Posts Tagged ‘Bandwidth’

FCC’s National Broadband Plan Released Today

March 16, 2010
3/16/10 at 10:08 AM by Joan Engebretson  http://www.telecompetitor.com/

The National Broadband Plan, to be released today, focuses on four ways government can help ensure that every American has access to broadband. These include, 1) designing policies to ensure competition; 2) ensuring efficient management of assets such as spectrum and rights of way; 3) reforming the Universal Service Fund to support broadband; and 4) reforming policies to maximize the benefits of broadband in government-influenced sectors. Such sectors include education, health care and government operations.

According to a FCC broadband plan executive summary released yesterday, the plan also will establish six longer-term goals “to serve as a compass over the next decade.” These include:

  • Connect 100 million households to affordable 100-megabits-per-second service, building the world’s largest market of high-speed broadband users and ensuring that new jobs and businesses are created in America.
  • Affordable access in every American community to ultra-high-speed broadband of at least 1 gigabit per second at anchor institutions such as schools, hospitals, and military installations so that America is hosting the experiments that produce tomorrow’s ideas and industries.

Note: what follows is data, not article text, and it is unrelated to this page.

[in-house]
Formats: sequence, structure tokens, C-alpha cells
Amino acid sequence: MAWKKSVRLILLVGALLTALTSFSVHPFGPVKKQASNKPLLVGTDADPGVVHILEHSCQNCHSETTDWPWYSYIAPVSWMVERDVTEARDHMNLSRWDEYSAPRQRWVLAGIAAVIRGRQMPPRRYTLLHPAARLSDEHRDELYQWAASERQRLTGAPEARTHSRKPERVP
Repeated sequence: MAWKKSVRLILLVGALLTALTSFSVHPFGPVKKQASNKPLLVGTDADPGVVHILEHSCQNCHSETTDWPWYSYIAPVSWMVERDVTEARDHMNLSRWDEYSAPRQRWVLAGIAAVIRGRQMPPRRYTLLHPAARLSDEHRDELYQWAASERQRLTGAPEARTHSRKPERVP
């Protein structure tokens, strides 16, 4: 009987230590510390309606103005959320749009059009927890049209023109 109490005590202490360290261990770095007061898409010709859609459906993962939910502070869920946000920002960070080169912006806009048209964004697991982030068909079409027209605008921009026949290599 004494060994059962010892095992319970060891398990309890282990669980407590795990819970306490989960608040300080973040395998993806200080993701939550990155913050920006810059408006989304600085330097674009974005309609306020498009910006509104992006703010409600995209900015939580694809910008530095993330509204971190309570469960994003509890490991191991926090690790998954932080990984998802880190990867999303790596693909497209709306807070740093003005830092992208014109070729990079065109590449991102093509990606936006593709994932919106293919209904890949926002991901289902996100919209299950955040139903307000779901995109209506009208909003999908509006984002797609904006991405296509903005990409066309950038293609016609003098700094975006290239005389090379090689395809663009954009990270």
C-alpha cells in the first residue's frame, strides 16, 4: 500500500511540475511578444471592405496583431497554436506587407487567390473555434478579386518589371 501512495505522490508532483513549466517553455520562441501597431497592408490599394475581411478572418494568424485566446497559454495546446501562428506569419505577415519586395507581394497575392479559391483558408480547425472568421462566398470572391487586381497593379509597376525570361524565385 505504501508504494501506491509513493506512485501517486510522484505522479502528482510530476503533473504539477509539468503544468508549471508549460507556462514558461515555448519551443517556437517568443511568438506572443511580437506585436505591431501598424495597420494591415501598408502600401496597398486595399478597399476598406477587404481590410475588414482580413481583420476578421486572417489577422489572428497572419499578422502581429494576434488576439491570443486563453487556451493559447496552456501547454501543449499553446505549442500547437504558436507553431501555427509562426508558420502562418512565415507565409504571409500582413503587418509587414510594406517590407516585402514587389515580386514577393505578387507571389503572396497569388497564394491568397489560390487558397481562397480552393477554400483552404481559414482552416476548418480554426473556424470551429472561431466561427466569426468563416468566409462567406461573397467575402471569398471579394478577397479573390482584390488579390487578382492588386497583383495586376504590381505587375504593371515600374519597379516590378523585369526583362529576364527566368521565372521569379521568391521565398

• Ensure that the United States is leading the world in mobile innovation by making 500 megahertz of spectrum newly available for licensed and unlicensed use.
  • Move our adoption rates from roughly 65 percent to more than 90 percent and make sure that every child in America is digitally literate by the time he or she leaves high school.
  • Bring affordable broadband to rural communities, schools, libraries, and vulnerable populations by transitioning existing Universal Service Fund support from yesterday’s analog technologies to tomorrow’s digital infrastructure.
  • Promote competition across the broadband ecosystem by ensuring greater transparency, removing barriers to entry, and conducting market-based analysis with quality data on price, speed, and availability.
  • Enhance the safety of the American people by providing every first responder with access to a nationwide, wireless, interoperable public safety network.

“The National Broadband Plan is a 21st century roadmap to spur economic growth and investment, create jobs, educate our children, protect our citizens and engage in our democracy,” said FCC Chairman Julius Genachowski in announcing the delivery of the plan to Congress. “It’s an action plan, and action is necessary to meet the challenges of global competitiveness and harness the power of broadband to help address so many vital national issues.”

In the coming weeks, we plan to offer much more detail about this plan and its implications fro broadband carriers, large and small. Stay tuned.

FCC’s National Broadband Plan May Cost $25 Billion

March 5, 2010
3/2/10 at 11:10 PM by Bernie Arnason